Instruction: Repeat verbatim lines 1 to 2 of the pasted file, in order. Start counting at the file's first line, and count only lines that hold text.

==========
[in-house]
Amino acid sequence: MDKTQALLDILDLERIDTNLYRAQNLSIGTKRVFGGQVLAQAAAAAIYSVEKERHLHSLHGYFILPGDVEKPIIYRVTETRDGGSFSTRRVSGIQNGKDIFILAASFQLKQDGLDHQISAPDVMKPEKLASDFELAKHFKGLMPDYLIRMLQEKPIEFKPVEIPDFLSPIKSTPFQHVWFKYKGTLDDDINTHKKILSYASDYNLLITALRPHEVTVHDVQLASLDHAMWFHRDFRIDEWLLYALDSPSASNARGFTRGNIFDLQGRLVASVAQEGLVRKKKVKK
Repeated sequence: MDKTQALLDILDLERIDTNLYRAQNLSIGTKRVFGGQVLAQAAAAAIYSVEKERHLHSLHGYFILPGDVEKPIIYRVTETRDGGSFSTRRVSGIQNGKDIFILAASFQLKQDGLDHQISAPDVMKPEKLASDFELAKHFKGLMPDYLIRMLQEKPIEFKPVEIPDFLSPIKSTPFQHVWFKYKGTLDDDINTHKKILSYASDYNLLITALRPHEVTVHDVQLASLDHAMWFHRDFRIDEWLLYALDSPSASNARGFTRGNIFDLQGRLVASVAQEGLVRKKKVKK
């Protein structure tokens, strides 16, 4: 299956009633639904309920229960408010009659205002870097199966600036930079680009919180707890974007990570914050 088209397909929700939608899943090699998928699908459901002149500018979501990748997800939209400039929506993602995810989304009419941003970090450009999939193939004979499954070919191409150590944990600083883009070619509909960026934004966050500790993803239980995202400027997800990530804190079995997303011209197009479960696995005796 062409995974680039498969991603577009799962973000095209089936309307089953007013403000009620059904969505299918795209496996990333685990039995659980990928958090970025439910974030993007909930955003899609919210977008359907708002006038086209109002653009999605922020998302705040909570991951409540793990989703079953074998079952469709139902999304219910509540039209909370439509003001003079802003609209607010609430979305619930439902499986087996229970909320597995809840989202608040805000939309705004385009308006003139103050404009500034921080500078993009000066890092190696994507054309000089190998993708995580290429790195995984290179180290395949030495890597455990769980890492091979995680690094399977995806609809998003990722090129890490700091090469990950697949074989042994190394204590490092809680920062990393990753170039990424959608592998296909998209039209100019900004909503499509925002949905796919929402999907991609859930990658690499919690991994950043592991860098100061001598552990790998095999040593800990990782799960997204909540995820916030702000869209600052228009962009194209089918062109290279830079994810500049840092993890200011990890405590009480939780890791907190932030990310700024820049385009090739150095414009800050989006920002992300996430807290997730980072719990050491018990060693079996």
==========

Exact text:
[in-house]
Amino acid sequence: MDKTQALLDILDLERIDTNLYRAQNLSIGTKRVFGGQVLAQAAAAAIYSVEKERHLHSLHGYFILPGDVEKPIIYRVTETRDGGSFSTRRVSGIQNGKDIFILAASFQLKQDGLDHQISAPDVMKPEKLASDFELAKHFKGLMPDYLIRMLQEKPIEFKPVEIPDFLSPIKSTPFQHVWFKYKGTLDDDINTHKKILSYASDYNLLITALRPHEVTVHDVQLASLDHAMWFHRDFRIDEWLLYALDSPSASNARGFTRGNIFDLQGRLVASVAQEGLVRKKKVKK